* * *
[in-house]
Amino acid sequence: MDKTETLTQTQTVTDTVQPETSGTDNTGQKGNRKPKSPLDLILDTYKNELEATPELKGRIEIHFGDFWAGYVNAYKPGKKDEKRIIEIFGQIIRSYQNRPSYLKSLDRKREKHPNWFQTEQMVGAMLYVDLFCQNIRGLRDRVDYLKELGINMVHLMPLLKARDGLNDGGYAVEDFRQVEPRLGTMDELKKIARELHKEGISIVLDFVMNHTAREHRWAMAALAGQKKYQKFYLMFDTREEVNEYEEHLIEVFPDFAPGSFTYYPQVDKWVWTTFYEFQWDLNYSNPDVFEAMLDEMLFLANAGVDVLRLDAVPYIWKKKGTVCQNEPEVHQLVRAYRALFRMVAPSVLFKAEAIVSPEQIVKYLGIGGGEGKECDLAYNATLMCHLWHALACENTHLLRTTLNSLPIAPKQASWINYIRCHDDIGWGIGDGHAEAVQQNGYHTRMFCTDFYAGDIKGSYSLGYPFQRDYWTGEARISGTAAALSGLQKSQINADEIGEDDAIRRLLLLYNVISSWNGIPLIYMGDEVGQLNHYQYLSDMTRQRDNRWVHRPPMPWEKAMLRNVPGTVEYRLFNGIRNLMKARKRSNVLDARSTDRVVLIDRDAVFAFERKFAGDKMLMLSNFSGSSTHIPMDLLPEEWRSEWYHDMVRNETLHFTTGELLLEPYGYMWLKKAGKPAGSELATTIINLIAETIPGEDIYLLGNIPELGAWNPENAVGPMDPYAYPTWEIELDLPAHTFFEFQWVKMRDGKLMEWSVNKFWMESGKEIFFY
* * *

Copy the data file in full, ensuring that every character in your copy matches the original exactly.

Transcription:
[in-house]
Amino acid sequence: MDKTETLTQTQTVTDTVQPETSGTDNTGQKGNRKPKSPLDLILDTYKNELEATPELKGRIEIHFGDFWAGYVNAYKPGKKDEKRIIEIFGQIIRSYQNRPSYLKSLDRKREKHPNWFQTEQMVGAMLYVDLFCQNIRGLRDRVDYLKELGINMVHLMPLLKARDGLNDGGYAVEDFRQVEPRLGTMDELKKIARELHKEGISIVLDFVMNHTAREHRWAMAALAGQKKYQKFYLMFDTREEVNEYEEHLIEVFPDFAPGSFTYYPQVDKWVWTTFYEFQWDLNYSNPDVFEAMLDEMLFLANAGVDVLRLDAVPYIWKKKGTVCQNEPEVHQLVRAYRALFRMVAPSVLFKAEAIVSPEQIVKYLGIGGGEGKECDLAYNATLMCHLWHALACENTHLLRTTLNSLPIAPKQASWINYIRCHDDIGWGIGDGHAEAVQQNGYHTRMFCTDFYAGDIKGSYSLGYPFQRDYWTGEARISGTAAALSGLQKSQINADEIGEDDAIRRLLLLYNVISSWNGIPLIYMGDEVGQLNHYQYLSDMTRQRDNRWVHRPPMPWEKAMLRNVPGTVEYRLFNGIRNLMKARKRSNVLDARSTDRVVLIDRDAVFAFERKFAGDKMLMLSNFSGSSTHIPMDLLPEEWRSEWYHDMVRNETLHFTTGELLLEPYGYMWLKKAGKPAGSELATTIINLIAETIPGEDIYLLGNIPELGAWNPENAVGPMDPYAYPTWEIELDLPAHTFFEFQWVKMRDGKLMEWSVNKFWMESGKEIFFY